The last fifteen months have challenged us from both a physical and financial risk perspective. The term resiliency has been used to both boost us up and describe what our overall goal is. But what do we mean when we say we want to be or are resilient?
“A good half of the art of living is resilience.” – Alain de Botton
In that quote, de Botton was talking more about the traditional definition of “resilience,” the concept of resilience at the interpersonal level, as the ability to recover from difficulties. While that idea can be important in having a good personal quality of life, it’s not quite what we’re talking about today. Maybe somewhat predictably, we’ll be looking at the concept of “resiliency” in the sector of risk management, a term which has certainly risen in usage over the last four or five years as the organizational need for it has risen.
The concept of resiliency within the space of risk management is not altogether different from de Botton’s meaning. In a 2012 paper by Dr. Tom Mitchell & Katie Harris for ODI, it was defined as “a concept concerned fundamentally with how a system, community, or individual can deal with disturbance, surprise, and change.” Particularly in financial risk management in the modern era, this tends to deal with the ability of an institution to bounce back after a downturn or crisis event. When we adopt the concept of resilience, it forces us to define what failure, just getting by and what success is. The ever-growing uncertainty in the economic space around us, especially when viewed in the space of the last year and a half, is emblematic of the need to prepare to not only mitigate risk, but to be resilient to them.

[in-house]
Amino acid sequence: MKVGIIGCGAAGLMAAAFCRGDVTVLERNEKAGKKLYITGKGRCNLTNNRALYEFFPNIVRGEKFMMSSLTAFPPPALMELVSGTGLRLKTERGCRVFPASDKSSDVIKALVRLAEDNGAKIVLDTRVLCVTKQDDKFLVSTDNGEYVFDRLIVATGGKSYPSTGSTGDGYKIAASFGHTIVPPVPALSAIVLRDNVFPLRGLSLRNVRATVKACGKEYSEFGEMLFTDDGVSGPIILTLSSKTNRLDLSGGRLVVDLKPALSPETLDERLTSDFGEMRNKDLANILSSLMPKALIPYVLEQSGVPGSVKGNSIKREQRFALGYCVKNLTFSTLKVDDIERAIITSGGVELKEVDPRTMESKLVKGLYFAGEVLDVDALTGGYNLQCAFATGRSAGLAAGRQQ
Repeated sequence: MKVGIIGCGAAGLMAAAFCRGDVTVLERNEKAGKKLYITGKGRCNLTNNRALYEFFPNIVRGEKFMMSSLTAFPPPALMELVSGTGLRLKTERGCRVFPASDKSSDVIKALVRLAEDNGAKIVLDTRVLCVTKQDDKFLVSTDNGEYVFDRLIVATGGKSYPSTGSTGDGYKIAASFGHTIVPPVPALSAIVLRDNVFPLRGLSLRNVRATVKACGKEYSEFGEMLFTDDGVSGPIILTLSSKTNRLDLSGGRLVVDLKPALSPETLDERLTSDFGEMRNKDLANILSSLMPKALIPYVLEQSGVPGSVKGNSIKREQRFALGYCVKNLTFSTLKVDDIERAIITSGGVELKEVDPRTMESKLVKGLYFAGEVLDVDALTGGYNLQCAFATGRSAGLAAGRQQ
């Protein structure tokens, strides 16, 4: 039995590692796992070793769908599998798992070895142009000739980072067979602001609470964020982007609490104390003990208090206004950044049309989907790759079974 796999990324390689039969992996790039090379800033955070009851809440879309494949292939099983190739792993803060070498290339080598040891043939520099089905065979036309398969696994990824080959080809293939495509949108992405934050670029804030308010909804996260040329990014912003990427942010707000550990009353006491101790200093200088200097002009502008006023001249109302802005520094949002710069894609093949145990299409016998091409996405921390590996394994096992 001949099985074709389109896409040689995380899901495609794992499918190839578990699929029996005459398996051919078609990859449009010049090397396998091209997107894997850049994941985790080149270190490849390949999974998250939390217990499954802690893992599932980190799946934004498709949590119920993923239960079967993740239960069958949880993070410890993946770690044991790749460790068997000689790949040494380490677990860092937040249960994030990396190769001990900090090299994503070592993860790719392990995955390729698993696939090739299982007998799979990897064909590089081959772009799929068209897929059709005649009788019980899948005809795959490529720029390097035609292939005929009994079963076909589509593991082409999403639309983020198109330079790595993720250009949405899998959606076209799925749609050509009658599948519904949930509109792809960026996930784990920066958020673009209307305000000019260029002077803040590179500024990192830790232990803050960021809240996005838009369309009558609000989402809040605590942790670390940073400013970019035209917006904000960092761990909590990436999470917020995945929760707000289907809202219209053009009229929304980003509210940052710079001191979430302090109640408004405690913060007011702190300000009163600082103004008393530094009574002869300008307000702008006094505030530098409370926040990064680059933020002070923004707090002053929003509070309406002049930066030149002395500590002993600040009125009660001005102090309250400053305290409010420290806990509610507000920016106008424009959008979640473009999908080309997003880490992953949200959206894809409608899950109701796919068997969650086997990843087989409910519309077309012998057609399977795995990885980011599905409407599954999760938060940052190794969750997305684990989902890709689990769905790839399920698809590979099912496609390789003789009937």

How to Be Risk Resilient
Risk resilience isn’t particularly easy, but then again, you probably didn’t expect it to be! The main ideology behind it focuses primarily on two major goals. The first of these goals is to make your system resistant to shocks, and the second is to prevent any problems from turning into full-blown crises.